On Monday, November 16th, 2009, Mitchell Zuckoff, author of Robert Altman: The Oral Biography spoke at the Plaza Branch of the Kansas City Public Library. Readers of the old Filmsnobs site know the complicated relationship we had with Robert Altman: Yes, he made four or five of the greatest films American films, but he’s made some of the worst—including the worst movie ever made. Both are a function of his genius: The iconoclast who fights for his vision takes an extraordinary risk because he succeeds or fails on his own terms. That’s why when you think of Altman, you can’t only think of Nashville and The Player to truly understand the man’s craft, you also have to consider O.C. and Stiggs, Beyond Therapy, Ready to Wear, and, yes, Popeye.*
*I can’t believe how angry some of those reviews we wrote sound. I don’t think I mean some of what I wrote, but I will stand by the statement that Altman’s bad movies are some of the worst movies ever made by a “name” director.
I haven’t read the book yet, but the premise is awesome: Zuckoff assembled Altman’s own words (he interviewed Altman extensively before he died) and interviewed dozens of collaborators, actors, friends, and family, and then turned it into an Altman-esque narrative with roving characters and overlapping conversations. Zuckoff’s presentation took us through Altman’s life, focusing specifically on the Kansas City influence. Since about twenty members of Altman’s family was there, he, um, skipped some parts about heavy drug use, two wives, some kids, tantrums…stuff we already knew and didn’t need repeated. Still, Zuckoff’s presentation was steeped in hero-worship, which is probably understandable because of the setting.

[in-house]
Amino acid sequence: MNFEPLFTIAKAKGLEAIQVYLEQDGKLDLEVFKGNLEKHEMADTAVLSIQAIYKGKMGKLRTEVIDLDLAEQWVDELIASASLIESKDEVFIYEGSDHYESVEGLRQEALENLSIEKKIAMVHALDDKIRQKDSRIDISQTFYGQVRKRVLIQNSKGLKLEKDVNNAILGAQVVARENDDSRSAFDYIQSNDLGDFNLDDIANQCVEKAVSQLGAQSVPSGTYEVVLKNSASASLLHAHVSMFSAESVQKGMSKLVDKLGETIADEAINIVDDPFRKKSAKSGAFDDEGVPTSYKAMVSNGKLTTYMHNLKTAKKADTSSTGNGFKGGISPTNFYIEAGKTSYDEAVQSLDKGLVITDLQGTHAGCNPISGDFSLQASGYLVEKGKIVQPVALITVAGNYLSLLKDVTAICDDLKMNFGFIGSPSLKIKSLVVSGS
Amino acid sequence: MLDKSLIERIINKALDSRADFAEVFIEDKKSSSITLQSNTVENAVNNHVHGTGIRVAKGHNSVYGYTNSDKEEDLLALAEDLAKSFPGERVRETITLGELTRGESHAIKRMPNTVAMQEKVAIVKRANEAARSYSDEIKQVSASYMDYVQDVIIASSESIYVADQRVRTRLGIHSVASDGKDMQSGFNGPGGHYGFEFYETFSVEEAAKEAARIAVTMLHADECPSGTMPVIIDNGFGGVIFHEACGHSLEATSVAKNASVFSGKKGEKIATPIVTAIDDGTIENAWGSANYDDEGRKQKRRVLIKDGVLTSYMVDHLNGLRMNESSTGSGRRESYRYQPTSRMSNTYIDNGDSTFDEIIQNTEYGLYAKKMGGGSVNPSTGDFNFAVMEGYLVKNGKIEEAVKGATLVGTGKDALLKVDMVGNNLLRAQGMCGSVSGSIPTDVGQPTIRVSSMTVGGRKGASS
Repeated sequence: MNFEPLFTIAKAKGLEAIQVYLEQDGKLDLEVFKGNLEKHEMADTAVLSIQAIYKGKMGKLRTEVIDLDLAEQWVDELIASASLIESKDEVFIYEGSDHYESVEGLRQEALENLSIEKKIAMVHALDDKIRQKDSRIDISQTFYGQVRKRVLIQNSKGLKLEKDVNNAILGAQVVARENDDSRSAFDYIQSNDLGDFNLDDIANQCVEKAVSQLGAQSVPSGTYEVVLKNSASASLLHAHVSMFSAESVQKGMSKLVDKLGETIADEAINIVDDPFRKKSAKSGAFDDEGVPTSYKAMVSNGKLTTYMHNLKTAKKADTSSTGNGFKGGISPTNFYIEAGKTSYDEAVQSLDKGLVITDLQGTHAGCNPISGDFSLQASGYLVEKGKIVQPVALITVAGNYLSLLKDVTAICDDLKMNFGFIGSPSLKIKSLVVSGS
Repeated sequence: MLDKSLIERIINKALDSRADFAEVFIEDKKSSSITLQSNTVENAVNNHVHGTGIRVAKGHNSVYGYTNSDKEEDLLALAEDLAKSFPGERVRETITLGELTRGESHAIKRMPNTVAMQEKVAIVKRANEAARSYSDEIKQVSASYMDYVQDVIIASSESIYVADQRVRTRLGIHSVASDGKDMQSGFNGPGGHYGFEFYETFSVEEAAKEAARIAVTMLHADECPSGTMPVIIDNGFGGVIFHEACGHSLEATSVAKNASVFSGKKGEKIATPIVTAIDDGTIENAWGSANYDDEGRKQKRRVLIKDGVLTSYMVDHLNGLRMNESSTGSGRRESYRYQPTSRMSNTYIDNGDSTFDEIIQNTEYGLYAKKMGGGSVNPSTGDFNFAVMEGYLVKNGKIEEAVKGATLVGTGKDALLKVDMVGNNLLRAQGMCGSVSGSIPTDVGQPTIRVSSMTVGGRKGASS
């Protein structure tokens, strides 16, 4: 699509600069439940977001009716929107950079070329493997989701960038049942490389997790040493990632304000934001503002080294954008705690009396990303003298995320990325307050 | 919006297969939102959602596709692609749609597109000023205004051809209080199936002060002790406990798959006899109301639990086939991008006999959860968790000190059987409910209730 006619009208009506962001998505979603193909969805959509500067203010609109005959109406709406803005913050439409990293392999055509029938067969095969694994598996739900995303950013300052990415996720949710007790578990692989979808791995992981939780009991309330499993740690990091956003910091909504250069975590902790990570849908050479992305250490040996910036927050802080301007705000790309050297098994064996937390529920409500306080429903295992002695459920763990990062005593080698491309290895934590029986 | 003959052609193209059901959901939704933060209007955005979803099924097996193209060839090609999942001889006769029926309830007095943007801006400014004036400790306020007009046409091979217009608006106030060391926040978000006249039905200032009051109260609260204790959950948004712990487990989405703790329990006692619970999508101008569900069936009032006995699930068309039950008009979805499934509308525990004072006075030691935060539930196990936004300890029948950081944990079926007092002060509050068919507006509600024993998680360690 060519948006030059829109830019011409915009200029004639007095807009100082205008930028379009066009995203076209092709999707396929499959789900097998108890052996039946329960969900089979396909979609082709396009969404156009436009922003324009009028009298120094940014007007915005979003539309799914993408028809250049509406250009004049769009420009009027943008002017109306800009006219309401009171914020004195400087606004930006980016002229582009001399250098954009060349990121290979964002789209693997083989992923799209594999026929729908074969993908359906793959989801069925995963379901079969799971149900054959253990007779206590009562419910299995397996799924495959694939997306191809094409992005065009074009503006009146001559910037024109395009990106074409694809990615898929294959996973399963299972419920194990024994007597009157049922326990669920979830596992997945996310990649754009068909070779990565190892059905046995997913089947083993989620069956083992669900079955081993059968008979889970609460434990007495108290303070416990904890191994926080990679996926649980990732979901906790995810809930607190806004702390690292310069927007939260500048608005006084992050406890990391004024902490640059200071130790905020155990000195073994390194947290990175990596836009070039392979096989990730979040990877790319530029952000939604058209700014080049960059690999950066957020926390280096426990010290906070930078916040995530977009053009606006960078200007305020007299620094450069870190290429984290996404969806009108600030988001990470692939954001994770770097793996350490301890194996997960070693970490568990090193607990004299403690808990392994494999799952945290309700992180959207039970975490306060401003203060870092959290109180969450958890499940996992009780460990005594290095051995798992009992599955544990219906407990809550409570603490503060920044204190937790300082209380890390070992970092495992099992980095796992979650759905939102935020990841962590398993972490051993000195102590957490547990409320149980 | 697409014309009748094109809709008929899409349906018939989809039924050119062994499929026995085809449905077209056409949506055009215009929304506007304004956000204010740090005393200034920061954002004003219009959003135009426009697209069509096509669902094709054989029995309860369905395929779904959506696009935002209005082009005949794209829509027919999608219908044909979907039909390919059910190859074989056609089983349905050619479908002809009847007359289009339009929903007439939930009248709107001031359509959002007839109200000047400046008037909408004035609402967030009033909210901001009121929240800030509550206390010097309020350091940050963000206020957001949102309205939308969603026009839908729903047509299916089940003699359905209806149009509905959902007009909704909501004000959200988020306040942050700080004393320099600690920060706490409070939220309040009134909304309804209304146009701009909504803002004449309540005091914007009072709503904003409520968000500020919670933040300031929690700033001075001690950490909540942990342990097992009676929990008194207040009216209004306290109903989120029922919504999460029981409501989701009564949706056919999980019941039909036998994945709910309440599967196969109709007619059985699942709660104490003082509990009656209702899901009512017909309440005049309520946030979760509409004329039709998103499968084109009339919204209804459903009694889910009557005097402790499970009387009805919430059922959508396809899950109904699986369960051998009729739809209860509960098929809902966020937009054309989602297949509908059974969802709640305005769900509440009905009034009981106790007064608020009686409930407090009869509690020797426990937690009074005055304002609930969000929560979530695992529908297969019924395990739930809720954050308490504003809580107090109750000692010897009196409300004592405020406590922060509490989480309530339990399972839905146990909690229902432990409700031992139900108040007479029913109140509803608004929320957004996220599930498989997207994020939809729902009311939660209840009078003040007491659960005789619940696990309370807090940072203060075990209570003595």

The talk ended with Zuckoff fielding questions from the audience with native Kansas City screenwriter Frank Barnhydt (Short Cuts, Kansas City) and Altman’s widow, Kathryn Reed Altman. I had been waiting for something like this for years. I mean, Quintet is the most pretentious, weirdest, and frankly worst movie I ever seen. I hate to say that about a hometown hero and a man who made some of the greatest movies ever. But I’ve spent much of my life working with gifted kids, and the hardest thing you have to teach them is that sometimes you have to fail. And that’s why Altman’s terrible movies fascinate me. You can see him working…and if you’re thinking along with Altman, you see his usual anti-establishment themes, the Altman technique. But there’s a bunch of dogs chewing on dead bodies when people are killed after lose at this backgammon like game after the apocalypse. I’ve just got to know: What the hell was he thinking then, and when Altman got his third act after The Player, how did he regard those truly awful films he made over the course of literally a decade?
As the session started winding down, so old guy in a flannel shirt gets up and says, “I don’t really like Altman” and goes off on Paul Thomas Anderson for about three minutes. I’m not going to follow that with my questions about Quintet for Altman’s widow. I have some class…I think. My KCFCC colleague Dan Lybarger finished the session by talking about his interview with Altman, where he talked about his evolving opinion of Gosford Park. Altman told him that he challenged his audience and that you really shouldn’t get his movies the first time. And I never asked Altman’s widow and his biographer what the hell is going on in Quintet. It’s probably for the best. As Altman often said, the art is what you make of it.